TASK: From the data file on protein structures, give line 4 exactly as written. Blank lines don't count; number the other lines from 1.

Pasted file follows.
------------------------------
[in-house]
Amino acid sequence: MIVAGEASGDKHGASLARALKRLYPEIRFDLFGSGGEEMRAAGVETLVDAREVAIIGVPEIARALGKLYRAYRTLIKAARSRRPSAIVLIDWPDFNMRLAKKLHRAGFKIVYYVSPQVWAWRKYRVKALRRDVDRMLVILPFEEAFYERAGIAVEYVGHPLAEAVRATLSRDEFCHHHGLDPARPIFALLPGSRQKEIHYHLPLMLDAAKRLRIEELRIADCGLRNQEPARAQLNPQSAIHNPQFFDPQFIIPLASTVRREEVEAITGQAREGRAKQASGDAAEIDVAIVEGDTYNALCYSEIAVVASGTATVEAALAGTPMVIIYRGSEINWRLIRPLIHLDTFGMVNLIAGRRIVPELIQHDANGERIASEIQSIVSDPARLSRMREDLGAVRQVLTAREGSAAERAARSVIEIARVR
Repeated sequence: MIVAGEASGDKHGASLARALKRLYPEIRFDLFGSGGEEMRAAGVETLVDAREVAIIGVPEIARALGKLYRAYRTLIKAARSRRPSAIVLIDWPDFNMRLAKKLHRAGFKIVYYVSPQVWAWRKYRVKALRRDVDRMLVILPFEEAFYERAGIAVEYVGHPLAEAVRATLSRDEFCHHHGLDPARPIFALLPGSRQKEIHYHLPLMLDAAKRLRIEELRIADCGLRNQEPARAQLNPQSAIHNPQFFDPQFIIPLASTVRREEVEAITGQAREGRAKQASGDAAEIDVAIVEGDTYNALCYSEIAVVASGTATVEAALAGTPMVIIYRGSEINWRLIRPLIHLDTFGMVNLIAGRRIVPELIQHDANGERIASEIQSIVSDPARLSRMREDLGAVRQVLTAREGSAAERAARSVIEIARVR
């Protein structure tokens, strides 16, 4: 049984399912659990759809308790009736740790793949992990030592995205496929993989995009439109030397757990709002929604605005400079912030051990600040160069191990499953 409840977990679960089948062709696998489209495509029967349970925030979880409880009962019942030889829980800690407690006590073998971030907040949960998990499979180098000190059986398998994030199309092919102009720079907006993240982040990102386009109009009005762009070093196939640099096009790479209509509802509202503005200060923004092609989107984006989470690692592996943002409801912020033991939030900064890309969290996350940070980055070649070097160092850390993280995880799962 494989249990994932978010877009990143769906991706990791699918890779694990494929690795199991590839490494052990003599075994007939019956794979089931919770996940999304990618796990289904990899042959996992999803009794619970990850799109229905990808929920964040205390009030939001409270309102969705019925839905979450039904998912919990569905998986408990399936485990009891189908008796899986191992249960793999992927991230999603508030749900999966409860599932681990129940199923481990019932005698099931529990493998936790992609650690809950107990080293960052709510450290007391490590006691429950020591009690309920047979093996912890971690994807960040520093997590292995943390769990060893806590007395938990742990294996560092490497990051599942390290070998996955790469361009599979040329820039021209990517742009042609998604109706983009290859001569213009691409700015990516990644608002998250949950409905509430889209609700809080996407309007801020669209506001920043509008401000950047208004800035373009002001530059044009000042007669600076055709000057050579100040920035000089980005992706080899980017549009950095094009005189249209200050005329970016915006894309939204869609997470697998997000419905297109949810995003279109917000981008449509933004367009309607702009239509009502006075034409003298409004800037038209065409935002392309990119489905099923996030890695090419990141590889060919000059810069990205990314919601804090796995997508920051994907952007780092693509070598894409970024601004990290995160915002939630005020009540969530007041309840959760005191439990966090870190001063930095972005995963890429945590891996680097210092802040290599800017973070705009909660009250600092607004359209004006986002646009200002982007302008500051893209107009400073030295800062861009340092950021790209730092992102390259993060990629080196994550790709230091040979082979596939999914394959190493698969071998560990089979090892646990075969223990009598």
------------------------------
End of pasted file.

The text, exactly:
């Protein structure tokens, strides 16, 4: 049984399912659990759809308790009736740790793949992990030592995205496929993989995009439109030397757990709002929604605005400079912030051990600040160069191990499953 409840977990679960089948062709696998489209495509029967349970925030979880409880009962019942030889829980800690407690006590073998971030907040949960998990499979180098000190059986398998994030199309092919102009720079907006993240982040990102386009109009009005762009070093196939640099096009790479209509509802509202503005200060923004092609989107984006989470690692592996943002409801912020033991939030900064890309969290996350940070980055070649070097160092850390993280995880799962 494989249990994932978010877009990143769906991706990791699918890779694990494929690795199991590839490494052990003599075994007939019956794979089931919770996940999304990618796990289904990899042959996992999803009794619970990850799109229905990808929920964040205390009030939001409270309102969705019925839905979450039904998912919990569905998986408990399936485990009891189908008796899986191992249960793999992927991230999603508030749900999966409860599932681990129940199923481990019932005698099931529990493998936790992609650690809950107990080293960052709510450290007391490590006691429950020591009690309920047979093996912890971690994807960040520093997590292995943390769990060893806590007395938990742990294996560092490497990051599942390290070998996955790469361009599979040329820039021209990517742009042609998604109706983009290859001569213009691409700015990516990644608002998250949950409905509430889209609700809080996407309007801020669209506001920043509008401000950047208004800035373009002001530059044009000042007669600076055709000057050579100040920035000089980005992706080899980017549009950095094009005189249209200050005329970016915006894309939204869609997470697998997000419905297109949810995003279109917000981008449509933004367009309607702009239509009502006075034409003298409004800037038209065409935002392309990119489905099923996030890695090419990141590889060919000059810069990205990314919601804090796995997508920051994907952007780092693509070598894409970024601004990290995160915002939630005020009540969530007041309840959760005191439990966090870190001063930095972005995963890429945590891996680097210092802040290599800017973070705009909660009250600092607004359209004006986002646009200002982007302008500051893209107009400073030295800062861009340092950021790209730092992102390259993060990629080196994550790709230091040979082979596939999914394959190493698969071998560990089979090892646990075969223990009598």